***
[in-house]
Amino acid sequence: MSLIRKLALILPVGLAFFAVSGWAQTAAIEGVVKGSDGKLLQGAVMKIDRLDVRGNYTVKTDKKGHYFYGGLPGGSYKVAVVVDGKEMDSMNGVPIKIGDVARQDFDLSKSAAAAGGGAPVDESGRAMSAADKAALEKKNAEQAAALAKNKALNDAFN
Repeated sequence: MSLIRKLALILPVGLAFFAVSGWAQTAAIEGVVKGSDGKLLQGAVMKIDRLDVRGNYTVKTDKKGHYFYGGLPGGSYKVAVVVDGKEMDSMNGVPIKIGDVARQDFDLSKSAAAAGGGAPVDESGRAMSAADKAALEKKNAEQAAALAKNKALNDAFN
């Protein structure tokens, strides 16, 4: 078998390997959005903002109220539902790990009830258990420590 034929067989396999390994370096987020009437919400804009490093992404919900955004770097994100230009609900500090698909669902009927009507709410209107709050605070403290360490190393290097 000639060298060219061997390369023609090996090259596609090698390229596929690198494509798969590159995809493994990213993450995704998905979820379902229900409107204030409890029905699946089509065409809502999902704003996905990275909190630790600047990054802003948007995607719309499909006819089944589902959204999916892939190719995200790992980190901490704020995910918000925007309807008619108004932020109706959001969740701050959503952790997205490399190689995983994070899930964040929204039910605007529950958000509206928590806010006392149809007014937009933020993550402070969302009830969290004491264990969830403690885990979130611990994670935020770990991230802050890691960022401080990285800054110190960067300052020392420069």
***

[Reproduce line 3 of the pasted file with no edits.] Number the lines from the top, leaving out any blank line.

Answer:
Repeated sequence: MSLIRKLALILPVGLAFFAVSGWAQTAAIEGVVKGSDGKLLQGAVMKIDRLDVRGNYTVKTDKKGHYFYGGLPGGSYKVAVVVDGKEMDSMNGVPIKIGDVARQDFDLSKSAAAAGGGAPVDESGRAMSAADKAALEKKNAEQAAALAKNKALNDAFN